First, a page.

The Valley housing market’s cool-down is occurring at different rates in different cities and towns and high-end homes in Scottsdale and three other communities are being impacted by plummeting demand, according to a leading analyst of the Phoenix Metro market.
The Cromford Report said that Queen Creek, Buckeye and Maricopa already have become the most attractive areas for homebuyers to score a big deal while Phoenix is among the cities where buyers will have to wait a month before they can try to barter their way to a better deal.
The balance between supply and demand is now so tilted toward buyers, that they could be now calling the shots in Buckeye, Queen Creek and Maricopa, the Cromford Report said, adding that it may depend on their experience in the real estate game.
“Here buyers now hold a distinct negotiating advantage and have a total of 2,243 active single-family detached listings to choose from,” it said. “This compares with 675 just three months ago.
“Because the majority of these areas cater largely to first-time buyers who are less experienced, it can take a few weeks for these buyers to realize how strong a hand of cards they hold.”
The Cromford Report identified five other communities whether neither buyer nor seller has a distinct advantage in sale negotiations. They include Tempe, Chandler, Surprise, Peoria and Gilbert.
But it’s sellers in those five areas that need to be a little nervous, it added.
“Astute sellers will realize that the situation is very fluid and slipping away from them,” the report said.
“At the current rate of change, Gilbert will become a buyer’s market by the end of the first week in August. Tempe is only a day or two behind Gilbert, while Surprise, Chandler and Peoria will probably become buyer’s markets by mid-August.”
Phoenix is in the same boat as Glendale and Mesa in Cromford Report’s opinion.
They “are seller’s markets but within a couple of days will enter the balance zone between 90 and 110. At the current rate of change, they will become buyer’s market before the end of August. Goodyear and Avondale are two weeks behind these but unlikely to be still seller’s market by the end of next month.”
Four Valley cities – Fountain Hills, Paradise Valley, part of Scottsdale and Cave Creek – are in a different situation and, in a way, a different world from the average buyer and seller.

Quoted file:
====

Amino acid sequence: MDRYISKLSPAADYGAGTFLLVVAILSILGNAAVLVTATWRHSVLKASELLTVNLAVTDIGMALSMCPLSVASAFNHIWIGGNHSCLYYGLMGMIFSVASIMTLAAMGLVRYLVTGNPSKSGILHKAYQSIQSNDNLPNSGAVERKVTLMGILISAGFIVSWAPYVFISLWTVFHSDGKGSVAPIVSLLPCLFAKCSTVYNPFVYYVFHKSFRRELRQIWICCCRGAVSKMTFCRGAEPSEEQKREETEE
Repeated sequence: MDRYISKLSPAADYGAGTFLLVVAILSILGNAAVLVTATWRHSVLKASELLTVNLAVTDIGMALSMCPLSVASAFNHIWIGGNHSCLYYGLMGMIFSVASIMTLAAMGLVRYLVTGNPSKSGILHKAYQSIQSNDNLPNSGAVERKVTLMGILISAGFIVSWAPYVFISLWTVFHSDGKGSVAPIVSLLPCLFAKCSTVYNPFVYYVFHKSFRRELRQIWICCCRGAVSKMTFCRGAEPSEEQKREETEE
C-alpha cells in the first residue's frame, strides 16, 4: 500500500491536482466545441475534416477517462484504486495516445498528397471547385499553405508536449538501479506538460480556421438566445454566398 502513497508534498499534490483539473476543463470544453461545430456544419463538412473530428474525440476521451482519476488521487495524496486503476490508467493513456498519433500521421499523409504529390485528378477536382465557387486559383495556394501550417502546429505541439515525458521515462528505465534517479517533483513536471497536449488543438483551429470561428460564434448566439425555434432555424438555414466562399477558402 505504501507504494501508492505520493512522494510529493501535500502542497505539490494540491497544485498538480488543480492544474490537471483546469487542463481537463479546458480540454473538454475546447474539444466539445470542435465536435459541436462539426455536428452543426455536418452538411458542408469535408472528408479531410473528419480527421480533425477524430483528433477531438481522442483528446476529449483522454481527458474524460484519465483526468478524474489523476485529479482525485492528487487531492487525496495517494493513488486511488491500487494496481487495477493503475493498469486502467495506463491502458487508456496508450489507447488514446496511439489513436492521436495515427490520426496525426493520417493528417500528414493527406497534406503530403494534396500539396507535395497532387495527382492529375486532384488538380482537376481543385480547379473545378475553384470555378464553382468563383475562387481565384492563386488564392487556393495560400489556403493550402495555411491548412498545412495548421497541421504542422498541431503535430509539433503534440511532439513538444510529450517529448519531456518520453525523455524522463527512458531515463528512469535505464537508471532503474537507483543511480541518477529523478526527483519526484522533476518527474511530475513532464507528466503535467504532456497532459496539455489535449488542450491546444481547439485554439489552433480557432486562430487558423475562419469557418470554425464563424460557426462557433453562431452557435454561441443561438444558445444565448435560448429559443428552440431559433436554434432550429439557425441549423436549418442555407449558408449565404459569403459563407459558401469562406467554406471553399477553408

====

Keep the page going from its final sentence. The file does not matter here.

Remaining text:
Those four communities are largely considered in the domain of luxury housing, where homes $1.5 million and above have not been tilting as sharply and quickly from a sellers’ market to a buyers’ market as the rest of the Valley, according to the report.
However, the Cromford Report said part of Scottsdale is appearing as it will soon join the overall trend dominating the rest of the Valley.
“The luxury market over $1.5 million is seeing far less of a surge in supply and although the market is deteriorating through weakening demand, the deterioration is much slower,” it said. “However in Scottsdale, the less expensive end of the market is behaving similarly to the rest of the Greater Phoenix area.”
Last week, the Cromford Report said that while the recent increase in homes for sale appears to be slowing down, “demand not only remains very poor, it is getting weaker still.”
It said the 7,887 listings recorded in July not only were 28% lower than a year earlier, but the lowest for the end of July since 2007.
The Cromford Report also suggested bigger changes in the Valley’s housing market could occur before the end of the year.
“Prices have looked wobbly for the last two months,” it said. “But as buyers start to flex their muscles, we should be prepared for more serious consequences. While we cannot forecast accurately several months out, it would be reasonable based on current trends to expect significant declines in average prices, median prices and average price per square foot by the end of 2022. Current trends can – and often do – change, so this is not baked in, just a reasonable base case.”
It also said the rapid growth in inventory might slow down soon but without a corresponding uptick in demand.
“What is going to re-start demand?” it asked. “The most obvious answers are that either interest rates have to come down or home prices have to come down. Either or both of these can increase demand so we can get back to a balanced market again.”
Builders apparently are slowly reacting to the changing housing scene.
“Single-family permits are now dropping in response to the weak demand but probably not as fast as they should,” the Cromford Report said.
It reported that as of June 30, 17,788 single-family building permits have been issued so far this year in Maricopa and Pinal counties year-to-date – down only slightly from 18,803 last year for the first six months of 2021.
“There were only 2,248 single-family permits issued in June, which is the lowest monthly total since May 2020,” the Cromford Report said.
At the same time, multifamily developers aren’t slowing down at all and are at what the Cromford Report called “a full-bore gung-ho status.”
In the first six months of this year, a record 8,640 multi-family permits were issued in Maricopa and Pinal counties.
“Last year there were 6,871 at the same point and that was considered a lot,” the Cromford Report said. “There were 1,890 issued in June, making it the fourth busiest month ever.”